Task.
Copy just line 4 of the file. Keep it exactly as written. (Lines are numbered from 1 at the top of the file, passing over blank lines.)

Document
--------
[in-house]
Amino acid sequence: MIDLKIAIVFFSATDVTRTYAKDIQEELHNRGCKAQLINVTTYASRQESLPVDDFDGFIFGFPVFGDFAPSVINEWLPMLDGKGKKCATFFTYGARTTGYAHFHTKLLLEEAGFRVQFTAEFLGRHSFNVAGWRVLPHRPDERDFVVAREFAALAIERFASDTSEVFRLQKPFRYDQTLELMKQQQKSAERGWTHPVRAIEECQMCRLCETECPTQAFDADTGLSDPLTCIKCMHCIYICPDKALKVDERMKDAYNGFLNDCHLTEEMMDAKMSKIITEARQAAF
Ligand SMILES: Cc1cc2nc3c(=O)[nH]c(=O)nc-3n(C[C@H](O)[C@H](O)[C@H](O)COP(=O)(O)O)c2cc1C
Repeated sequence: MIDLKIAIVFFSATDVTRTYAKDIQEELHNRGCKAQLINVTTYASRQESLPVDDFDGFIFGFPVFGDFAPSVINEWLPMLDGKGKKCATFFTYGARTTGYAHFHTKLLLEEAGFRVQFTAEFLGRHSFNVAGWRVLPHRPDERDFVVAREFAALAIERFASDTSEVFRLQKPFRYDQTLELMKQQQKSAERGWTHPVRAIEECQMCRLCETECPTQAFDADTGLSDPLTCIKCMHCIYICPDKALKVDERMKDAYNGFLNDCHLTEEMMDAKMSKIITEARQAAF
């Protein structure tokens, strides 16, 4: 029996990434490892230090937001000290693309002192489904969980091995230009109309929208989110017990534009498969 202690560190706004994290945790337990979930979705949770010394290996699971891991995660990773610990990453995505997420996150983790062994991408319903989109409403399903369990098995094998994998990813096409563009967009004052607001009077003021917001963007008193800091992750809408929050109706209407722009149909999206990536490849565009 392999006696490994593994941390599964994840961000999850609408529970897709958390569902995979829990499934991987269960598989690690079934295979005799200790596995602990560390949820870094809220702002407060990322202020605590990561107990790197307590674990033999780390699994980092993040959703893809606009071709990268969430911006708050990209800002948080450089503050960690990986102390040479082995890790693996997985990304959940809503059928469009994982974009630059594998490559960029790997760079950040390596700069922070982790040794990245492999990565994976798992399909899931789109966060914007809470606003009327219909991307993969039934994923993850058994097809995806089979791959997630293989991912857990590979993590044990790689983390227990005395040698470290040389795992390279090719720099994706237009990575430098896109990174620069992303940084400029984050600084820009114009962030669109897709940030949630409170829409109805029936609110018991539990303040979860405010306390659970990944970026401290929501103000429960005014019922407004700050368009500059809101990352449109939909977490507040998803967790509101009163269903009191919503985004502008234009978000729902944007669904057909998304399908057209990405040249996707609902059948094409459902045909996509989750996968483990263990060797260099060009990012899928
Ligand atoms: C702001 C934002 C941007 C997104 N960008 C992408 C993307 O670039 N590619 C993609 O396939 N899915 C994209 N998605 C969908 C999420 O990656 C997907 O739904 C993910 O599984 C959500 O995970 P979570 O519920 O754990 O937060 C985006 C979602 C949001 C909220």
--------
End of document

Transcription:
Repeated sequence: MIDLKIAIVFFSATDVTRTYAKDIQEELHNRGCKAQLINVTTYASRQESLPVDDFDGFIFGFPVFGDFAPSVINEWLPMLDGKGKKCATFFTYGARTTGYAHFHTKLLLEEAGFRVQFTAEFLGRHSFNVAGWRVLPHRPDERDFVVAREFAALAIERFASDTSEVFRLQKPFRYDQTLELMKQQQKSAERGWTHPVRAIEECQMCRLCETECPTQAFDADTGLSDPLTCIKCMHCIYICPDKALKVDERMKDAYNGFLNDCHLTEEMMDAKMSKIITEARQAAF